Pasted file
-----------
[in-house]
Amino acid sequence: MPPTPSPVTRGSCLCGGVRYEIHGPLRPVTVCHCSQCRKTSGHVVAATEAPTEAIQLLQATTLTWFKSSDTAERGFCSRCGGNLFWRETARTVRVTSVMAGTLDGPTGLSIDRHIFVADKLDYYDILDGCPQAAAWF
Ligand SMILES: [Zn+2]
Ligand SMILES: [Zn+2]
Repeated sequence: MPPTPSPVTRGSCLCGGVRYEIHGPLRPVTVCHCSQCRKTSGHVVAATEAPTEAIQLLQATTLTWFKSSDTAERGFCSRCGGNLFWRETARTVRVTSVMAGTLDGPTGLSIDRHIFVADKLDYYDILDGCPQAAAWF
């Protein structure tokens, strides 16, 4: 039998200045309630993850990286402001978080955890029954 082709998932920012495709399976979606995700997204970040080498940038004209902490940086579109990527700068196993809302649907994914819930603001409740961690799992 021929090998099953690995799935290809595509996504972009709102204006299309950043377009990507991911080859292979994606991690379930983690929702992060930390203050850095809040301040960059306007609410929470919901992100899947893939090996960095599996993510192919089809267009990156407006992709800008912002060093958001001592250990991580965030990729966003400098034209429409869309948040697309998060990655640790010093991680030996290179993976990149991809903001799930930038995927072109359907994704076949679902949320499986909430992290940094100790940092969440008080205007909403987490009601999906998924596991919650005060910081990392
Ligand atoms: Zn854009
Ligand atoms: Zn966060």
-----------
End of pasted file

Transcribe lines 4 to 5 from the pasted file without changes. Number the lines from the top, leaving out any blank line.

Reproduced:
Ligand SMILES: [Zn+2]
Repeated sequence: MPPTPSPVTRGSCLCGGVRYEIHGPLRPVTVCHCSQCRKTSGHVVAATEAPTEAIQLLQATTLTWFKSSDTAERGFCSRCGGNLFWRETARTVRVTSVMAGTLDGPTGLSIDRHIFVADKLDYYDILDGCPQAAAWF